Hoo do you think you are?

//Hoo do you think you are?

lhoo.jpgRegular readers will know that I never relax, and that on the rare occasions I stay in a hotel instead of on board a cruise ship it becomes necessary to compare the two experiences.
So to a weekend at the five-star Luton Hoo hotel, set in a thousand acres of parkland just off the M1 and handy for the airport. Back in 1947, when it was a private home, it was one of the honeymoon venues for The Queen and Prince Phillip.
No royalty to be seen this weekend – they were probably all in Edinburgh for Zara Phillips’ wedding.
There was a pleasant surprise at check-in, however. Receptionist Charlotte, who showed us to our room in the Parkland wing, used to work for Royal Caribbean cruises, and was International Ambassador on board Oasis of the Seas when the ship was launched in November 2009.
The terrace overlooking the formal gardens was a popular spot for an afternoon drink and a snack – although afternoon tea (at £26 a head – or £36 with Champagne – rather more than you might expect to pay on a cruise) is not served al fresco for some reason, and the gardens were a little unkempt.
I was surprised not to be offered a taste of the bottle of C J Pask Sauvignon Blanc before it was poured, and equally disappointed not to be offered a choice of brands for my gin and tonic before dinner in Adam’s brasserie, even though there was a wide selection on the bar menu.
But at least the maitre d’ noticed our unspoken dissatisfaction with the table he first showed us to, and immediately offered to re-seat us by the window – from where we were entertained by the comings and goings at a party across the stable yard.
Transport for the quarter-mile trek from the Mansion House to the brasserie was, by the way, in one of the hotel’s London taxis (above); not something that is available for journeys of a similar distance from, say, the Commodore Club to the Princess Grill on Cunard’s Queen Mary 2, or the AquaTheatre to the Samba Grill on Allure of the Seas.
Sunday breakfast in the hotel’s grand dining room, the Wernher Restaurant, was a low-key buffet. There was a “full English” option (if scrambled egg, bacon, sausage, tomatoes, mushrooms and baked beans can be considered a full English) and I dread to think what the reaction on a cruise ship would be to the £21 supplementary charge for the à la carte breakfast menu which includes fried eggs, omelettes, black pudding, eggs Benedict, and kippers.
Who in their right mind, and spending their own money, is going to choose the £21 option in order to get a fried egg?
Passing up on the opportunity to relax in the hotel’s extensive spa – which incorporates herbs grown on the estate into some of its treatments – we chose instead to spend a hot and dusty afternoon at Whipsnade Zoo; most definitely not the best £44 I have ever spent, especially as the ring-tailed lemurs, the meerkats and several other residents were in hiding for the day.
But there was another surprise in store as I pushed a tray around the self-service cafeteria and met a delightful lady who recognised Mrs Greybeard and remembered sailing with us in the Red Sea aboard Thomson Celebration in January 2010. CLICHÉ ALERT: It’s a small world.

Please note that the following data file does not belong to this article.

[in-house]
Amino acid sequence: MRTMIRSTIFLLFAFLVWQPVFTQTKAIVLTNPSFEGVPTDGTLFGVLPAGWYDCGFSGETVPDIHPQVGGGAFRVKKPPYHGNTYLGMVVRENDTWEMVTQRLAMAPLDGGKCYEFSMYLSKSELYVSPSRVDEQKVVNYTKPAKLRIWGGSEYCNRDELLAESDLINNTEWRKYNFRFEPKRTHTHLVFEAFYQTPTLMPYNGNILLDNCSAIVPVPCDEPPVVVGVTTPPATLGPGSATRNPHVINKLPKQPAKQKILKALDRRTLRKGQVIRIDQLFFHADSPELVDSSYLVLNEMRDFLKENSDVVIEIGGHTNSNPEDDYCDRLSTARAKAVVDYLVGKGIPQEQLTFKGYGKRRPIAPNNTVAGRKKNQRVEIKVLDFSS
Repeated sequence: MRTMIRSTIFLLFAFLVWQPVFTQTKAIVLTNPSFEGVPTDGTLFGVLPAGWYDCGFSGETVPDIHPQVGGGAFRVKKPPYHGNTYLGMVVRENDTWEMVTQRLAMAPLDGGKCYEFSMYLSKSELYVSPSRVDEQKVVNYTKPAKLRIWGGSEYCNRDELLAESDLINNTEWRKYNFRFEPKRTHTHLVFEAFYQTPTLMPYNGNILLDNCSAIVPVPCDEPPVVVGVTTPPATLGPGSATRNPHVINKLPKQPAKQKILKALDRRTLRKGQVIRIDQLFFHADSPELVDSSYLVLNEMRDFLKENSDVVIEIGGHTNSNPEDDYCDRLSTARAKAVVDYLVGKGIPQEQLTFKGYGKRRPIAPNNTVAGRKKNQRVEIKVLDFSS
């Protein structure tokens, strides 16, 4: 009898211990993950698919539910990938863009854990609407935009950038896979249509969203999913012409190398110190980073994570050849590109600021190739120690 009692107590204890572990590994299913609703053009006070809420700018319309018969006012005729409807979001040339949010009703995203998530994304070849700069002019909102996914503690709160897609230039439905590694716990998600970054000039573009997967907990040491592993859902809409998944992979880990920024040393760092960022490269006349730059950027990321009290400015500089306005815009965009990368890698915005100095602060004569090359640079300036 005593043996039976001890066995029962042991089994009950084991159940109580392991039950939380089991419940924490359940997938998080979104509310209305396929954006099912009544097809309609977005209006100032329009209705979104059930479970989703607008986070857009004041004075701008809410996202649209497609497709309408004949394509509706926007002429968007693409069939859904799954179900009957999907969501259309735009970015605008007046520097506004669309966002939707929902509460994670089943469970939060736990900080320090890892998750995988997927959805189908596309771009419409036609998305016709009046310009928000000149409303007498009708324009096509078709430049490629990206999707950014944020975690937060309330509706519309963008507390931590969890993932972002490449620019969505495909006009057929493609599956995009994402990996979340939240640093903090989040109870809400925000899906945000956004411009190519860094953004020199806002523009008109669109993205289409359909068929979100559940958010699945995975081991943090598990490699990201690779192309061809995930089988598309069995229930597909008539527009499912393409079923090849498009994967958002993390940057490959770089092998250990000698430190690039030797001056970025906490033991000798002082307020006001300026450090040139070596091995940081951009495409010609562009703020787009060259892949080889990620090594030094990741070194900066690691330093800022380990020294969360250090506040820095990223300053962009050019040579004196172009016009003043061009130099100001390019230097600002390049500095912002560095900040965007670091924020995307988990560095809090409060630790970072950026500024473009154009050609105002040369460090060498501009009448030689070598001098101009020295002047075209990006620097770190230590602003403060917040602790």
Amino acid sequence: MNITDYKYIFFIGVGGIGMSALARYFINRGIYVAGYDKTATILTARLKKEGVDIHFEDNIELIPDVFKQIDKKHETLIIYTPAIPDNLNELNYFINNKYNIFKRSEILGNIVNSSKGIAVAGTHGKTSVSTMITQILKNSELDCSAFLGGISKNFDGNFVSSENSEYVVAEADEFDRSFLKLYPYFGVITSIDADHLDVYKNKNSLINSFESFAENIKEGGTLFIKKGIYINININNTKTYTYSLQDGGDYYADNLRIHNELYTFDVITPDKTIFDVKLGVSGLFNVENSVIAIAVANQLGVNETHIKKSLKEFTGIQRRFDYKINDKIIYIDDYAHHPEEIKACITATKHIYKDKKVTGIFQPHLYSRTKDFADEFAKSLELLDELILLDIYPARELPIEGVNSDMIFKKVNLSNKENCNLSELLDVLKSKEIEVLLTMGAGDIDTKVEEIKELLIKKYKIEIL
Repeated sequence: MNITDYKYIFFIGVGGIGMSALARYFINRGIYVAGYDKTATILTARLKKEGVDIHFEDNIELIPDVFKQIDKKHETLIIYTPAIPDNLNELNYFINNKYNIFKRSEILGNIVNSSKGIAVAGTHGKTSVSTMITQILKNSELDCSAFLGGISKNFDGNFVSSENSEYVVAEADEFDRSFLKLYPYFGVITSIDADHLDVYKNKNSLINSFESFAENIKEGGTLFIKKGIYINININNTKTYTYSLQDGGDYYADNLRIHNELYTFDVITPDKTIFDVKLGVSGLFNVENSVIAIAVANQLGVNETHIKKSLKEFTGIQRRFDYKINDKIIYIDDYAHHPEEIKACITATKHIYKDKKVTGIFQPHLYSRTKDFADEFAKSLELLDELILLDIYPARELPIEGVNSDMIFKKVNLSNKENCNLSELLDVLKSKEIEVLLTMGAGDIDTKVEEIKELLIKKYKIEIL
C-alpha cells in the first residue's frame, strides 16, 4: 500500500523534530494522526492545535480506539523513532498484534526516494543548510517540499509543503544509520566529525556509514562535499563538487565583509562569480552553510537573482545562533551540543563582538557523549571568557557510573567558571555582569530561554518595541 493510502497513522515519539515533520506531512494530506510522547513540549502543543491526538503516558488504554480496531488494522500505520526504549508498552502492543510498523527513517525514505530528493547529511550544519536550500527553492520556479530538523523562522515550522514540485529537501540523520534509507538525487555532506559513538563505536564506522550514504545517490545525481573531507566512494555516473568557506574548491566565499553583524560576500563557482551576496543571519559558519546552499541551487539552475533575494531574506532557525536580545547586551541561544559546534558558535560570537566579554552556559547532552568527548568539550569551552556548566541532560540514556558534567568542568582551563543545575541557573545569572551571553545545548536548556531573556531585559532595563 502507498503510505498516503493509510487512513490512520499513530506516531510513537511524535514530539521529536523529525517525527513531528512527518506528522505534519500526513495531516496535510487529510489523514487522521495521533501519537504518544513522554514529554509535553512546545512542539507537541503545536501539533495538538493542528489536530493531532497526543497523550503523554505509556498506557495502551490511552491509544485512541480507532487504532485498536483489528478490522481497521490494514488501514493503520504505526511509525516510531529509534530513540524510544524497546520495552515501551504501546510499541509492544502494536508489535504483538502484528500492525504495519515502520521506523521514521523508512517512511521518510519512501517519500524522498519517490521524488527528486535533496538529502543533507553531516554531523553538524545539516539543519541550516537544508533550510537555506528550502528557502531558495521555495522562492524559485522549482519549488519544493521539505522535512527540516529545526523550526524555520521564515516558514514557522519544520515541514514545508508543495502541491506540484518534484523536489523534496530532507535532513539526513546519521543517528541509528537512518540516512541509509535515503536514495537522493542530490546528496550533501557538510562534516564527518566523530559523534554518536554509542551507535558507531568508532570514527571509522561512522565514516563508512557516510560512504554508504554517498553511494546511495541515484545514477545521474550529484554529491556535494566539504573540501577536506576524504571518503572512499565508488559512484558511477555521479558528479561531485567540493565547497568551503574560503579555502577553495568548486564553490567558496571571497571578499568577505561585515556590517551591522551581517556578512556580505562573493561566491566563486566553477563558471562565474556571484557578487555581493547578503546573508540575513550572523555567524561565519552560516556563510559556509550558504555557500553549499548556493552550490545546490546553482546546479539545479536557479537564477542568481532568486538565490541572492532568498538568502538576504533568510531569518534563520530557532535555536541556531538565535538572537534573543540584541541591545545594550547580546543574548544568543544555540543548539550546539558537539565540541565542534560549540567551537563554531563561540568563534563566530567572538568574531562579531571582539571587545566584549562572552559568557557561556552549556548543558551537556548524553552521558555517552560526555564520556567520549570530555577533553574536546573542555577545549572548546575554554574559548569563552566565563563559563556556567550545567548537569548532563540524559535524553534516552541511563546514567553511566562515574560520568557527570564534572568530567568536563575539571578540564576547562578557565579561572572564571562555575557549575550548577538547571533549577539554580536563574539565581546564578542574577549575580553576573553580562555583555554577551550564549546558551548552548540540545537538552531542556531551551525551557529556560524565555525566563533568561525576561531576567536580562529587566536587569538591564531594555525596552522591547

Back at the hotel, dinner in the Wernher restaurant was a civilised affair, but I’m kicking myself for failing to ask why we were not shown an à la carte menu. Perhaps it was because it was a quiet Sunday evening.
From the limited table d’ hôte selection the scallop starter did not disappoint, and the seared tuna with bok choi, and topped with a soft-shelled crab was almost sensational. The biggest choice came on the dessert trolley, laden with chocolate bombes and gateaux, cheesecakes and crèmes brûlées, sponges and plain old fruit salad – all of which I spurned in favour of cheese and biscuits.
Hats off to the French waitress who, having apologised for the delay in bringing a bottle of Cloudy Bay Sauvignon Blanc from the cellars, immediately realised it was not sufficiently chilled, and insisted on putting it on ice until it was ready. But why were we not offered coffee?
Before we left the hotel this morning, there was one more reminder of how much better value there is to be had on a cruise ship than in a luxury country house hotel. A flyer in our room advertised a dinner later in the year with the Rat Pack Swing Band; £100 per head buys a Champagne reception, three-course meal and dancing until 1.00 am. That’s without a room for the night – available at the special (and admittedly bargain) rate of £75.
I can think of few cruise ships where there is not entertainment of a similar standard, with dinner, included in the fare every night of the week.

Declaration of interests: I was at Luton Hoo with my wife, who is employed at another of the group’s hotels. She’ll probably kill me when she reads this.
By | 2017-06-15T16:00:03+00:00 1 August 2011|Cruise Gossip|0 Comments

About the Author:

John Honeywell is a travel writer specialising in cruise ships and cruise travel. Winner of CLIA UK's Contribution to Cruise award 2017.

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